Brazil's president said that "gringos" should pay Amazon nations to prevent deforestation, insisting rich Western nations have caused much more past environmental destruction than the loggers and farmers who cut and burn trees in the world's largest tropical rain forest.
President Luiz Inacio Lula da Silva made the comments Thursday just before an Amazon summit in which delegates signed a declaration calling for financial help from the industrial world to halt the deforestation that causes global warming.
"I don't want any gringo asking us to let an Amazon resident die of hunger under a tree," Silva said. "We want to preserve, but they will have to pay the price for this preservation because we never destroyed our forest like they mowed theirs down a century ago."
In Brazil, the word "gringo" does not only mean American, but generally refers to anyone from the northern hemisphere.
Silva convened the meeting to form a unified position on deforestation and climate change for seven Amazon nations ahead of the Dec. 7-18 Copenhagen climate summit. But the only leaders who attended were Guyana's Bharrat Jagdeo and France's Nicolas Sarkozy, representing French Guiana, prompting top Silva aides and environmentalists to admit the gathering will have a muted impact.
Other nations sent vice presidents or ministers, and the presidents of Colombia and Venezuela embarrassed Brazil by canceling at the last minute.
Sarkozy supported a recent proposal by Silva to create a financial transaction tax that would be used to build a fund to help developing nations protect their forests. Details will be discussed in Copenhagen.
Despite the lackluster summit showing, Silva aides said it was important to drive home a message that the Amazon is home to 30 million people, most of whom depend on the forest's natural riches to eke out a living. About 25 million live in Brazil's portion, which has about 60 percent of the Amazon, an area larger than Western Europe.
"In Europe everyone has opinions about the Amazon, and there are people who think the Amazon is a zoo where you have to pay to enter," said Marco Aurelio Garcia, Silva's top foreign policy adviser. "They don't know there are 30 million who work there."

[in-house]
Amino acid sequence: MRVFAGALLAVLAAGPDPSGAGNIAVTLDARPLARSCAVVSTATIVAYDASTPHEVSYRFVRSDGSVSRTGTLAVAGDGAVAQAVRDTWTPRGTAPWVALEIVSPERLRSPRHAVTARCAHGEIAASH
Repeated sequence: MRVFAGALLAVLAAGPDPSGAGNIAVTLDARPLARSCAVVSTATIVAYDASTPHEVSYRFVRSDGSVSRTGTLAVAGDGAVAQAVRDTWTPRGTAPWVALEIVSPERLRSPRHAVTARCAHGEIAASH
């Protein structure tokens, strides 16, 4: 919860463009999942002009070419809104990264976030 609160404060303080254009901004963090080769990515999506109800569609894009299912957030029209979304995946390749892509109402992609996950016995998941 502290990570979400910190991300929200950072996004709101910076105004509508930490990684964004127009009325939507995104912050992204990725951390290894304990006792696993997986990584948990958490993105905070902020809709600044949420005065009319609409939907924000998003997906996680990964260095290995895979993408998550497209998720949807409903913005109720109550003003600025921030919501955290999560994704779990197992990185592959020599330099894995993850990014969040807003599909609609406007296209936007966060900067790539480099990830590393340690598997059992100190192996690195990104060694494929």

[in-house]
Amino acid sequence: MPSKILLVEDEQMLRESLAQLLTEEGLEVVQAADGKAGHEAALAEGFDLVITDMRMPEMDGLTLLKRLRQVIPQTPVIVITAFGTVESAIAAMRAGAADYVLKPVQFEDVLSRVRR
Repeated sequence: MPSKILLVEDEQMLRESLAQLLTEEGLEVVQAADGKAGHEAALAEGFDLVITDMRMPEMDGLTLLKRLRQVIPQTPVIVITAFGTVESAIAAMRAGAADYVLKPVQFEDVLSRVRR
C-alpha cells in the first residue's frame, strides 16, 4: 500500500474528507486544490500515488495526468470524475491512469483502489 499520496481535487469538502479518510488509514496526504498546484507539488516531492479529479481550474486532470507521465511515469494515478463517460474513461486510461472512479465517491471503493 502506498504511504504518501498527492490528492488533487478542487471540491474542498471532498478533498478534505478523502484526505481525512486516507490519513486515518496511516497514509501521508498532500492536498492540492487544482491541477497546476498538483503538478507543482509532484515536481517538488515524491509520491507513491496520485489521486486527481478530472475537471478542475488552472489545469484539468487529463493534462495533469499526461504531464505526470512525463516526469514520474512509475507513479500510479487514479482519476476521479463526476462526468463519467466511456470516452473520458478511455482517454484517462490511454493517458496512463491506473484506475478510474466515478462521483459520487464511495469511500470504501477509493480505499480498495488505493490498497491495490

Brazil has managed to reduce Amazon destruction to about 7,000 square kilometers (2,702 square miles) a year, the lowest level in decades. But that is still larger than the U.S. state of Delaware.
The Brazilian Amazon is arguably the world's biggest natural defense against global warming, acting as an absorber of carbon dioxide. But it is also a big contributor to warming because about 75 percent of Brazil's emissions come from rainforest clearing, as vegetation burns and felled trees rot.
Brazil has an incentive to protect the Amazon because the new global climate agreement is expected to reward countries for "avoided deforestation," with cash or credits tradable on the global carbon market.
Norway is making payments to give Brazil $1 billion by 2015 to preserve the Amazon rain forest, as long as Latin America's largest nation keeps trying to stop deforestation.
The nation was the first to supply cash to an Amazon preservation fund Brazilian officials hope will raise US$21 billion to protect nature reserves, to persuade loggers and farmers to stop destroying trees and to finance scientific and technological projects.
Brazilian Environment Minister Carlos Minc has said Japan, Sweden, Germany, South Korea and Switzerland are considering donating to the fund.
Associated Press Writer Alan Clendenning contributed from Sao Paulo.